Thursday, March 29, 2007

An afternoon hike up South Mountain

With a day to myself and beautiful spring temperatures, South Mountain beckoned. The trail head at Greenbrier State Park is just nine tenths of a mile down the road, so I grabbed my camera, a banana, water, and leatherman tool, and simply turned left at my mailbox,and this is the view that greeted me.

With the mountain in the distance you can just see the buds coming out in the trees of the valley.

As if someone called the prop department for a picturesque well...

...or mule barn, for that matter.

A little further up and this chilly brook of melt water passes beneath the bridge.

The mosses check in early.

Less than a mile from home I get on the trail head for the "Big Red" trail at Greenbirer, headed for the lake and parts beyond.

Rocks? Click on this picture to see why recycling is such a good idea.

Sooner than I expected the trail opened onto a wonderful vista of the lake.

At this point I'm thinking; "Shall I head back now, or keep going?"

I kept going. Spring was everywhere, and I was up for a really good hike.

After checking in on the new shoots in the stream that helps feed the lake, I stopped by the visitor center on the far side of the lake to visit my favorite mountain resident...

The largemouth bass in the aquarium.

Outside again I encountered an oriole nest from last year. Orioles make good use of the tinsel, fishing line, and fruit bags that end up dotting the woods.

Oh no! The dreaded Bartman Hill trail. I wondered what I had in mind. This trail is listed as "strenuous", and how! rocky, steep, and often barely discerneable...this thing really had me huffing and puffing 18 months ago. But what the heck, that was also 20 pounds ago. I think I'll give it a go.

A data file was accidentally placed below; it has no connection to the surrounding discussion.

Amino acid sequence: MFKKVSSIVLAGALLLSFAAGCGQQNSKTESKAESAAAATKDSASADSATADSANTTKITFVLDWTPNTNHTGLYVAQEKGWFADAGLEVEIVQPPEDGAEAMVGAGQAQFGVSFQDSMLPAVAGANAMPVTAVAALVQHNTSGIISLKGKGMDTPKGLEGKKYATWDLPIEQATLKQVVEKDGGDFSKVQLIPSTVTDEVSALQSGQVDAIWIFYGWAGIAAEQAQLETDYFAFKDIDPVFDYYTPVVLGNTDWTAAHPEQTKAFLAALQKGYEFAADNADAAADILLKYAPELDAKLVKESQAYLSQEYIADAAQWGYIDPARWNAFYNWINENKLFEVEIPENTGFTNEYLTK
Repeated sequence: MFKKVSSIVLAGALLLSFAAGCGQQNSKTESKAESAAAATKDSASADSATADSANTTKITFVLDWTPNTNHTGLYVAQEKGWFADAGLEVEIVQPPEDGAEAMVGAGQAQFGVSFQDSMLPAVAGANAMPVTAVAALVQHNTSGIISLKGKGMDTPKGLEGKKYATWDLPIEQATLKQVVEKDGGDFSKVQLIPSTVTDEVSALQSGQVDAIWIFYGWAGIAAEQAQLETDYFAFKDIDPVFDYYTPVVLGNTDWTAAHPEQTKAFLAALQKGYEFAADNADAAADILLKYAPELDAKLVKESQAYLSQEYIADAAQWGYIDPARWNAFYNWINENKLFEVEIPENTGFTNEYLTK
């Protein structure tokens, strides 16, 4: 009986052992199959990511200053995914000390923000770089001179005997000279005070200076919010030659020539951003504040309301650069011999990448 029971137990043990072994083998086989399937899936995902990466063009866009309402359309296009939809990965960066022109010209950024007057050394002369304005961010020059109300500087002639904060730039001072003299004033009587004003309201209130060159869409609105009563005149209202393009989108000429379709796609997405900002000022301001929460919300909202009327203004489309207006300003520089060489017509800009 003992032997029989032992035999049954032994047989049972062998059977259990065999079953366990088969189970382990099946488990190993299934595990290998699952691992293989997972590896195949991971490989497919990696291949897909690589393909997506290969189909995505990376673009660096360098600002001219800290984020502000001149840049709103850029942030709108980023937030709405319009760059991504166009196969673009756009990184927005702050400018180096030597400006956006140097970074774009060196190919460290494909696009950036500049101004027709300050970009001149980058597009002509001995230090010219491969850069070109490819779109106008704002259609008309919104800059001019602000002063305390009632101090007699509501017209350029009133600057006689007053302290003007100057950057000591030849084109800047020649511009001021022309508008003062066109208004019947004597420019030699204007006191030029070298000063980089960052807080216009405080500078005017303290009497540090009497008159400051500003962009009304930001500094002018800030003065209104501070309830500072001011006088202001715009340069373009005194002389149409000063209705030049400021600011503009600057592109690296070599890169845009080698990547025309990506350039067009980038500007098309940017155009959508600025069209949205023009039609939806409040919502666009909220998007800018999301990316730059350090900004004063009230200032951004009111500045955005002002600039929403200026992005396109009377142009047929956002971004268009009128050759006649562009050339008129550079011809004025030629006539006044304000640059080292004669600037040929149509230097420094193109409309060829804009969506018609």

Although the Bartman Hill trail is only .6 of a mile, it's all straight up and the footing is often atrocious. It leads to the Appalachian Trail at almost midpoint (sort of) and a pretty fair view of the valley beyond South Mountain.

Rocky trails like this give testimony to the fact that Robert E. Lee had to leave thousands of his shoeless soldiers behind in Virginia when he made his 1862 campaign into Maryland.

This terrain is mighty hard on the ankles.

As the trail starts to level out (finally!) there's nothing but sky up ahead.

And finally we come to the Appalachian Trail. Hmmmm, Maine or Georgia, decisions, decisions.

I opt for a look across the valley from the top of the mountain , catch my breath, and then start the much quicker descent.

Ending up back at the lake and a short break before continuing home. What a perfect afternoon.

Civil War history, and nature abound in these parts.

Ranger Mannie


Anonymous said...

Thanks for the photos, but I am so jealous of the hike while I sit at my desk at work! By the way, I just love old barns. They have so much more character than the generic steel barns and turkey houses of today.
Keep up the blog, we love it.

Anonymous said...

Great post again. The pictures are beautiful.

Anonymous said...

I envy you!